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Old Oct 1, 2010, 4:13 PM   #11
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Quote:
Originally Posted by Old Boat Guy View Post
You might want to verify this Frank. Using the same Tamron mentioned by the OP just moving the focus ring from the AF to manual does not break the connection with the body so the AF servo is still engaged. Maybe the sliding ring on the Tamron is not counted as a switch.
Steve
Ok. Using the Sigma 1770 (no mf switch on the lens), as expected, the af/mf switch on the body changes the setting. Using the Sony 1855, the body switch has no effect. The lens af/mf switch does the trick. In af mode, different scene choices select af-s, af-c or af-a. in mf mode, it stays mf through all scene choices.
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Old Oct 1, 2010, 8:43 PM   #12
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Thanks for input from all. I have never used scene mode as quoted but only realised the problem when using Macro when I felt it necessary to use Manual to focus on tiny wild orchids hiden in undergrowth. Only on testing did I realise that the Auto mode switched in on all other settings other than M.S.A.P. regardless of the camera Man/Auto switch and the lens.

Surely manual focussing is nearly essential in the Macro mode.

It would be interesting if other A200 users could verify that this is normal and does it happen with the A500/A550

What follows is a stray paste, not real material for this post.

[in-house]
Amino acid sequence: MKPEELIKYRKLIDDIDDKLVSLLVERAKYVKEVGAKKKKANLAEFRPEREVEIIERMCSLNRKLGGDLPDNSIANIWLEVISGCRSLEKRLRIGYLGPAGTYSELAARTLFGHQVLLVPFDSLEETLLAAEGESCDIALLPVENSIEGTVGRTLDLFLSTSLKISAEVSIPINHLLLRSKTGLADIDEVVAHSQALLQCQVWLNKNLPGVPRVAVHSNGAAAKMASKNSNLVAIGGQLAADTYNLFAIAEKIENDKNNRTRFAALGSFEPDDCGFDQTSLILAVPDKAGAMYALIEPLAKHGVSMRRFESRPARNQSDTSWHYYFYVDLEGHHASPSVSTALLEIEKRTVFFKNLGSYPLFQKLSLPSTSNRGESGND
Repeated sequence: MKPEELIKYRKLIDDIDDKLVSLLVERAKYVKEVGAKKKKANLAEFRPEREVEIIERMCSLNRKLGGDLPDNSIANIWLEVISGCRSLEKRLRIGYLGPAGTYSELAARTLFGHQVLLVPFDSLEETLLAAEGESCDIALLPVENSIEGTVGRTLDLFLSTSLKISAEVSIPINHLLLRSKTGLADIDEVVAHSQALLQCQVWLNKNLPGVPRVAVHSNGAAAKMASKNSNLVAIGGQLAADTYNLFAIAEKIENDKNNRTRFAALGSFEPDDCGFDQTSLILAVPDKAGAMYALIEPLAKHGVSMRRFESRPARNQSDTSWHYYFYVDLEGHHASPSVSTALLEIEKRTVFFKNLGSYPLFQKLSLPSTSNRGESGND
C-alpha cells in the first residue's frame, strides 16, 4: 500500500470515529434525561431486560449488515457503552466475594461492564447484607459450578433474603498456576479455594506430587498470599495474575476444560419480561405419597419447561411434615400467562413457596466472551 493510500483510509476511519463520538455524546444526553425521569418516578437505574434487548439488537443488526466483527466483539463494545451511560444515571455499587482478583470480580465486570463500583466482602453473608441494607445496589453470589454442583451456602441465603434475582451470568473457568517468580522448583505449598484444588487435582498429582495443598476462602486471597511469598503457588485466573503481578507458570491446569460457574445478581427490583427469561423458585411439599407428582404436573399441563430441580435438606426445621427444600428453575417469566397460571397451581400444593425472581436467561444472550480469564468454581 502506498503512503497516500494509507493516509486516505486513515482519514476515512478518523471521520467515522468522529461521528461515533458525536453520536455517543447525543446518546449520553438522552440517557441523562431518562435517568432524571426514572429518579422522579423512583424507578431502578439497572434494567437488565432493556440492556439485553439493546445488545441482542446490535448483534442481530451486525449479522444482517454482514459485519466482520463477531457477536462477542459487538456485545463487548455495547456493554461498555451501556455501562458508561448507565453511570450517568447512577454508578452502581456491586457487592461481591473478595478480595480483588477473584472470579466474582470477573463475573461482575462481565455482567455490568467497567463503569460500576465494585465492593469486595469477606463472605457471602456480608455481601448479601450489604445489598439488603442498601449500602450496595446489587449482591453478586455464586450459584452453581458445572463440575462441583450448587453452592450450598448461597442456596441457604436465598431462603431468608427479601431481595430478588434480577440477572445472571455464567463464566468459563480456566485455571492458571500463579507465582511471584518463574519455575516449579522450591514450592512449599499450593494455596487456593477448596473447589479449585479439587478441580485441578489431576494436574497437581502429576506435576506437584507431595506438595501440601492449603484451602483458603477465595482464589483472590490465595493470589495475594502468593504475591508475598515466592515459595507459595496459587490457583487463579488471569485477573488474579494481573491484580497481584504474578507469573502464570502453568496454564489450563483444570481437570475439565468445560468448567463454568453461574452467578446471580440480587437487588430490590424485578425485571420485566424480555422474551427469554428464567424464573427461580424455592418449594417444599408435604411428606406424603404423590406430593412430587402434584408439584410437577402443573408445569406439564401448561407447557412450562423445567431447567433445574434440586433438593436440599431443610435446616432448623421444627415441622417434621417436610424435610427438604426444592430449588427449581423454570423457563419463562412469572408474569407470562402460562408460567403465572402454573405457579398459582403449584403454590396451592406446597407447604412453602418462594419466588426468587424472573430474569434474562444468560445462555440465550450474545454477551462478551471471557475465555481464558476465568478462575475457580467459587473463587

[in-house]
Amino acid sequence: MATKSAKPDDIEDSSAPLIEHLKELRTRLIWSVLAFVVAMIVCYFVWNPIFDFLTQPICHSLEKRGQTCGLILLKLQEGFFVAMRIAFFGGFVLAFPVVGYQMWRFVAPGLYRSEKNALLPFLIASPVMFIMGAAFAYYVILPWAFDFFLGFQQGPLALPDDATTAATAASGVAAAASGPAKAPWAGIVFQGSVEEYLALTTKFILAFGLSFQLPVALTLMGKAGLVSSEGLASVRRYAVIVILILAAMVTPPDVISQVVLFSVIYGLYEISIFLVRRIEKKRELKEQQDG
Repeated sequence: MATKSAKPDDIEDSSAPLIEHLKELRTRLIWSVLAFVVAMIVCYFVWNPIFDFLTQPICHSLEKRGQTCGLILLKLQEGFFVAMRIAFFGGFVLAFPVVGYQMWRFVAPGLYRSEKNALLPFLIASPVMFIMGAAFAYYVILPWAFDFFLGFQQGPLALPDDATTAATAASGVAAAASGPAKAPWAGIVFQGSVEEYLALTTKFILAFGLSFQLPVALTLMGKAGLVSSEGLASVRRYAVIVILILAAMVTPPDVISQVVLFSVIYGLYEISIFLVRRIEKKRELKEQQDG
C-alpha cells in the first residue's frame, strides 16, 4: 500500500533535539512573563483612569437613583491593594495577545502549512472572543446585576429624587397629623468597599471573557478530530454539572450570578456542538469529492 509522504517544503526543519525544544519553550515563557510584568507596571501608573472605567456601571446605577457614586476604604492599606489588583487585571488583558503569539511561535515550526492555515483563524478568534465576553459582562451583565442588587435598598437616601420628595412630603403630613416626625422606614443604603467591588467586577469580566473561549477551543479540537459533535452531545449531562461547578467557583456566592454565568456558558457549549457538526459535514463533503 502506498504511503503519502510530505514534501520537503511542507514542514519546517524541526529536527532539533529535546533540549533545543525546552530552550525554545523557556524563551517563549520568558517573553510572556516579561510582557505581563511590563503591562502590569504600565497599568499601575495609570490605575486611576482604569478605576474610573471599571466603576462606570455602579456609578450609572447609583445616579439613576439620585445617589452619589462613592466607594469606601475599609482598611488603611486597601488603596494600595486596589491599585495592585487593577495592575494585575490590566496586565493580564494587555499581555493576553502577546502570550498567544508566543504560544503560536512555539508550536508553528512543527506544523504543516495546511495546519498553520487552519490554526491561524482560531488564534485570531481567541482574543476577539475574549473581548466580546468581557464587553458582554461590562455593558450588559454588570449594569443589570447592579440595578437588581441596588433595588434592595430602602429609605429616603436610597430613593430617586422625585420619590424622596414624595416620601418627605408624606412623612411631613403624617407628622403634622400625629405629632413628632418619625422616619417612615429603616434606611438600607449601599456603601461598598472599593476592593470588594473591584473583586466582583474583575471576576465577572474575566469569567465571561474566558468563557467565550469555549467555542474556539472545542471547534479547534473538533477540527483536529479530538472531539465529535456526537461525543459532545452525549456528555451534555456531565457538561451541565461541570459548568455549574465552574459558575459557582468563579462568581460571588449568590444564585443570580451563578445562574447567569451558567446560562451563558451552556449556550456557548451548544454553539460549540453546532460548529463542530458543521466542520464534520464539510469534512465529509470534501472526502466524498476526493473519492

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Old Oct 1, 2010, 8:50 PM   #13
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Thanks JimC for the link to ephotozine.com. I only checked it after my last reply. All things are normal and I can live with it of course
Fred
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Old Oct 1, 2010, 9:15 PM   #14
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You don't need to use to use the Macro position on the mode dial (which is what I call one of the "Scene" modes) to take macro photos. You could use Aperture Priority instead. Chances are, that mode dial position (Macro) is only telling the camera to favor using higher f/stop numbers for greater depth of field, and perhaps telling the Autofocus algorithms to lean towards finding the closest focus point.

There isn't anything "special" about a scene mode like that. It's only presetting some things for you, and you could accomplish the same thing yourself by using other modes that give you more control over the camera's behavior.
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